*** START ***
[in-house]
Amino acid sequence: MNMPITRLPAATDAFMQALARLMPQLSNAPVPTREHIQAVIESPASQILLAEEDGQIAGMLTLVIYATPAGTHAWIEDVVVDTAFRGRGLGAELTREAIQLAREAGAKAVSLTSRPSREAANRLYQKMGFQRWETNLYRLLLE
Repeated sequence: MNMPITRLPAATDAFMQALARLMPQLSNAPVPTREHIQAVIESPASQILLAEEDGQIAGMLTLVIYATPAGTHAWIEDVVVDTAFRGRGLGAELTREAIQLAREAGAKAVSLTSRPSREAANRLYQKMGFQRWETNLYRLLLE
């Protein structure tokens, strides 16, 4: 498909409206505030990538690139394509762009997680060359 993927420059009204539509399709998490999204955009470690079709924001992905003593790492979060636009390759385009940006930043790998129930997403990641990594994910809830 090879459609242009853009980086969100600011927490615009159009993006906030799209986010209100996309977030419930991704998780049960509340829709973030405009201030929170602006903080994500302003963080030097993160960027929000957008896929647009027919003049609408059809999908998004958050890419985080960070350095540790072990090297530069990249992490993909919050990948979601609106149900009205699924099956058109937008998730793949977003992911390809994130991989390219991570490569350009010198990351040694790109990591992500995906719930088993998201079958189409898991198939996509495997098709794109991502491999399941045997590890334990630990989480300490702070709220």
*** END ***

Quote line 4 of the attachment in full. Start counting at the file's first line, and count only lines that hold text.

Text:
């Protein structure tokens, strides 16, 4: 498909409206505030990538690139394509762009997680060359 993927420059009204539509399709998490999204955009470690079709924001992905003593790492979060636009390759385009940006930043790998129930997403990641990594994910809830 090879459609242009853009980086969100600011927490615009159009993006906030799209986010209100996309977030419930991704998780049960509340829709973030405009201030929170602006903080994500302003963080030097993160960027929000957008896929647009027919003049609408059809999908998004958050890419985080960070350095540790072990090297530069990249992490993909919050990948979601609106149900009205699924099956058109937008998730793949977003992911390809994130991989390219991570490569350009010198990351040694790109990591992500995906719930088993998201079958189409898991198939996509495997098709794109991502491999399941045997590890334990630990989480300490702070709220």